There were some limitations in our present study, which should be known. Primarily, the clinicopathological information of HCC patients from TCGA website, such as tumor size, hepatitis virus infection, α-fetoprotein, non-alcoholic fatty liver and cirrhosis, was not comprehensive or lost. Secondly, our present study investigates the prognostic value of ADHs for HCC patients at mRNA levels, which is not consummate. Therefore, their prognostic value for HCC patients at protein levels should be further evaluated in our future studies. Thirdly, ADH1A, ADH1B, ADH1C, ADH4, and ADH6 were all associated with the prognosis of HCC patients. In the future, the in vitro and in vivo experiments should be performed to investigate their roles in the progress of HCC, then the best one of them could be selected as diagnostic and prognostic biomarkers for HCC patients. In addition, further effort is also needed to elucidate the mechanisms, which ADHs contribute to the progress of HCC in the future.

Conclusions

In the present study, our results were to explore the expression levels of ADHs in different grouping HCC patients, and also evaluated the correlation between prognosis of HCC and the expression patterns of ADHs. We found that the expression of ADH1A, ADH1B, ADH1C, ADH4, and ADH6 was significantly downregulated in HCC samples compared to normal liver samples; but upregulated in alcohol consumption HCC patients. Moreover, high expression of ADH1A, ADH1B, ADH1C, ADH4, and ADH6 was associated with good prognosis for HCC patients. Therefore, our results provide the potential prognostic biomarkers or molecular targets for the patients with HCC.

Availability of data and materials

The datasets analyzed in the current study are available in the TCGA repository (https://portal.gdc.cancer.gov/repository).

Abbreviations

ADHs:

Alcohol dehydrogenases

ATR:

Ataxia telangiectasia and rad3-related

CHCC-HBV:

Chinese HCC patients with HBV infection

CI:

Confidence interval

FOX:

Forkhead box

GO:

Gene ontology

GSEA:

Gene set enrichment analysis

HCC:

Hepatocellular carcinoma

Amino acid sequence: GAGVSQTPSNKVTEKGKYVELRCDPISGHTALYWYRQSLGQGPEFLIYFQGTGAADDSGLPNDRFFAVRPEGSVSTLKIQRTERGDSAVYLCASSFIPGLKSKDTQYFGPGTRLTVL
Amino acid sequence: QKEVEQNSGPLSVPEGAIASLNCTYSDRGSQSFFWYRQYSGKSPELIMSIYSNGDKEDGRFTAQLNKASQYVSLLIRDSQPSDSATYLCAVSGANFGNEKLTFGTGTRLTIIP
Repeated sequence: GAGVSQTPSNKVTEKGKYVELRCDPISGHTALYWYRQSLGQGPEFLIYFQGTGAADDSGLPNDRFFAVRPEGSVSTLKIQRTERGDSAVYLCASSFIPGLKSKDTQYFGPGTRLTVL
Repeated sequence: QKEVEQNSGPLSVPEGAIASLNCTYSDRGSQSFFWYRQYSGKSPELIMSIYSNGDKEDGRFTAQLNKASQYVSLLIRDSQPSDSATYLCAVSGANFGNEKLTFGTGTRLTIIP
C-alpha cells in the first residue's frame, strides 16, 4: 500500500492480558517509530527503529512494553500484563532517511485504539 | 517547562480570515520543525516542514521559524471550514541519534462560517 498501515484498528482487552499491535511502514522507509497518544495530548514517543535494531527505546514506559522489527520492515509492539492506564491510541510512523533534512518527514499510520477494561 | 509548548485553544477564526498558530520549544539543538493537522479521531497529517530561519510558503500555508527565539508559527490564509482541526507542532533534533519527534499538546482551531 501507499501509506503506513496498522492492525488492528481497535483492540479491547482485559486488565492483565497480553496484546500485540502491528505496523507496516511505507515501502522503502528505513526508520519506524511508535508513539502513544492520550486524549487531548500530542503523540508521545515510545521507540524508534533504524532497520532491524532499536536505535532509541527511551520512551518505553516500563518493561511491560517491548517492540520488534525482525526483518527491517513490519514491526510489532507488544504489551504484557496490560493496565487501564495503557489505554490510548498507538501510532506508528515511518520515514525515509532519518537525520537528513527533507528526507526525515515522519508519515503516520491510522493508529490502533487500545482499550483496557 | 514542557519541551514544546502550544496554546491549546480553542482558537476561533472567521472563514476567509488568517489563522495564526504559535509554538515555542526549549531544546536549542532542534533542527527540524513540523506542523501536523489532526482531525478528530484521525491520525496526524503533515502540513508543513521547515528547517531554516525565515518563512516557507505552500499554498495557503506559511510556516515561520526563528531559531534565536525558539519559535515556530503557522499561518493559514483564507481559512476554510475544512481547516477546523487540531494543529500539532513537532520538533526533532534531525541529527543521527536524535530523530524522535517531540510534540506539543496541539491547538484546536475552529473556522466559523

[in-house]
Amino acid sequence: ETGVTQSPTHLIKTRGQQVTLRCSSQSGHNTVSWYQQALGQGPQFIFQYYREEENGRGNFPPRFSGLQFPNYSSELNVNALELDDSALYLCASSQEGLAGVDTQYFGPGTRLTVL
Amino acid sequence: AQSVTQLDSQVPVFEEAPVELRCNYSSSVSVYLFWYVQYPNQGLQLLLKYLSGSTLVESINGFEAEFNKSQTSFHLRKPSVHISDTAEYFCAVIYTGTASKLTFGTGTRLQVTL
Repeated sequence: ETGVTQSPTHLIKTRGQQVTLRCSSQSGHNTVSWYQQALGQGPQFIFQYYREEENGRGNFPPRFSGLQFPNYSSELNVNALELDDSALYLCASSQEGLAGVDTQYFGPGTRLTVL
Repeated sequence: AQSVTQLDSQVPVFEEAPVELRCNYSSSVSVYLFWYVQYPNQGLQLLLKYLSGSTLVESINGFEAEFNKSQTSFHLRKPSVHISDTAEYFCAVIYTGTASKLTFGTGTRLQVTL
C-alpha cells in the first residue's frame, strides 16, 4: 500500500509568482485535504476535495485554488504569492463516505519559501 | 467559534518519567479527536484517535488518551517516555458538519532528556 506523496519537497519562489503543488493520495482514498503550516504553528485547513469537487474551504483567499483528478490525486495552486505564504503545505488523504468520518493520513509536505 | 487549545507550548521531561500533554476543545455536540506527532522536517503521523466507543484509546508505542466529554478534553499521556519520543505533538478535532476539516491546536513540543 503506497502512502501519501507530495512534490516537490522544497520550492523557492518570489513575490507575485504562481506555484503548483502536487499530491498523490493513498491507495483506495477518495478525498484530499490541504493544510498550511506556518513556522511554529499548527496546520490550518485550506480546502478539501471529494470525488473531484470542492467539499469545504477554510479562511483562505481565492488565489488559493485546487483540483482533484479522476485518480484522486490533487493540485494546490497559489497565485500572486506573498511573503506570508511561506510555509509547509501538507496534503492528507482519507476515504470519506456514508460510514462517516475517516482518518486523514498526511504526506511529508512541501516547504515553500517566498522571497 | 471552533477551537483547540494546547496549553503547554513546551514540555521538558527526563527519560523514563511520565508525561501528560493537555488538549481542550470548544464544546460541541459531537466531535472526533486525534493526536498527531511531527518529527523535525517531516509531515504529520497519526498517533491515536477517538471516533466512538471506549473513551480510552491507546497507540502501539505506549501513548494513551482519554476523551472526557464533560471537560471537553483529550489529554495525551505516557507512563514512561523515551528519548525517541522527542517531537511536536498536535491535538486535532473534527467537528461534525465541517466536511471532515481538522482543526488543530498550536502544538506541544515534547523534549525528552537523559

HR:

Hazard ratio

KEGG:

Kyoto encyclopedia of genes and genomes

MS:

Mass spectrometry

MTOR:

Mammalian target of rapamycin

NSCLC:

Non-small cell lung cancer

OS:

Overall survival

PID:

Pathway interaction database

RFS:

Recurrence-free survival

TCGA:

The Cancer Genome Atlas

TMA:

Tissue microarray

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Acknowledgments

The authors thank the contributions of the members of TCGA who provided samples and data used in the present study.

Funding

This work was supported by the National Natural Science Foundation of China (Grant No. 81802389), Qinglan Project in Jiangsu Province, and A Project Funded by the Priority Academic Program Development of Jiangsu Higher Education Institutions (PAPD). The funders have played no role in the research design, data collection and analysis, or writing of the manuscript.

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Authors

Contributions

XYL, TTL, DLK, and RXT conceived and designed the experiments. XYL, DLK, and TTL analyzed the data. XYL, TTL, DLK, HJY, FYK and RXT contributed materials and analysis tools. XYL, TTL, DLK, HJY, FYK, and RXT wrote and reviewed the paper. The authors read and approved the final version of the manuscript.

Corresponding authors

Correspondence to Xiangye Liu or Renxian Tang.

Ethics declarations

Ethics approval and consent to participate

No ethics approval was required for the present study. The datasets analyzed in the present study are publicly available.

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Not applicable.

Competing interests

The authors declare that they have no competing interests.

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Supplementary Information

Additional file 1: Table S1.

Enrichment analysis of GO terms for ADHs.

Additional file 2: Table S2.

Enrichment analysis of KEGG pathways for ADHs.

Additional file 3: Table S3.

Signaling pathways enriched in HCC samples corresponding ADHs expression by GSEA based on KEGG.

Additional file 4: Table S4.

Signaling pathways enriched in HCC samples corresponding ADHs expression by GSEA based on PID.

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Liu, X., Li, T., Kong, D. et al. Prognostic implications of alcohol dehydrogenases in hepatocellular carcinoma. BMC Cancer 20, 1204 (2020). https://doi.org/10.1186/s12885-020-07689-1

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Keywords

  • Alcohol dehydrogenase
  • Hepatocellular carcinoma
  • Overall survival
  • Recurrence free survival
  • Expression level
  • Prognostic value